Reach out. It may be difficult for them to find energy and motivation to connect, so you can encourage engagement by sending a message, calling or visiting to see how they are doing.
Listen. The single most supportive thing you can do is listen. Do so without judgement and without giving advice (unless specifically trained). Feeling like you are being properly heard and understood is incredibly therapeutic. It is important to acknowledge that most of us are not naturally good listeners. There are some easy ways to improve active listening skills:
-Focus on the other person, slow down and don’t worry about planning a response;
-Ask specific follow up questions about what they are telling you, this will encourage them to elaborate;
-Pay attention to non-verbal communication, such as gestures, facial expressions and tone of voice.
Encourage helpful activity. You can gently encourage actions that are known to underpin good mental health, such as exercise, getting enough sleep, eating well and doing things they enjoy. Physical exercise is particularly powerful at making us feel better about ourselves, less tired and able to think more clearly. There is also interesting research to show that lots of little, positive events make us happier in the long term than rare, big events, so inviting your friend for a coffee or a walk on a regular basis is likely to improve their well-being.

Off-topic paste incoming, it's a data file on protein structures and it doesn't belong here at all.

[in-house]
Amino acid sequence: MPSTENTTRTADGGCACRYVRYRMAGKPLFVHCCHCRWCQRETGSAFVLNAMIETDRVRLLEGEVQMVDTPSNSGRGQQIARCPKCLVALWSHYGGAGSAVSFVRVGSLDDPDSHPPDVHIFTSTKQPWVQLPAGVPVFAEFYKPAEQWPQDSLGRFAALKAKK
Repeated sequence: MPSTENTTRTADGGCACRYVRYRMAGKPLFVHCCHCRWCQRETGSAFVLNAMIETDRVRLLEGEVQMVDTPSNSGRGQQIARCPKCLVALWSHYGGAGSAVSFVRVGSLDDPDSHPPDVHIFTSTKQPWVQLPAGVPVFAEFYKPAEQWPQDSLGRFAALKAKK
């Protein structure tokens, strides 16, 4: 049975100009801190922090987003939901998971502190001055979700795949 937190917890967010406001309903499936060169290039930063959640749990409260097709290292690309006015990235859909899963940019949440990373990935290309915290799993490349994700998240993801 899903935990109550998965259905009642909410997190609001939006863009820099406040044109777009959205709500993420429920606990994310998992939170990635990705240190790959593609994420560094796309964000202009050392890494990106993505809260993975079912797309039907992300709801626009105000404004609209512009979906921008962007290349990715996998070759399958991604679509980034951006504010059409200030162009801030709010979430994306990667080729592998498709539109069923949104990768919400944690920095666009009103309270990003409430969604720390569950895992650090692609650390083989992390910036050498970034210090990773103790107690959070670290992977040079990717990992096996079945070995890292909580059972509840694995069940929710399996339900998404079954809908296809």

Organise external support. If necessary, you can research local resources and facilities, find out about appointment availability, help locate medical insurance documents and sort out practical details like parking or transport access.
Look after yourself. Try not to take on a bigger role than you can manage alongside other life commitments. Acknowledge that you may not be able to do as much as you would ideally like in the situation but that your effort is valued and appreciated.
Fernwood Clinic Team
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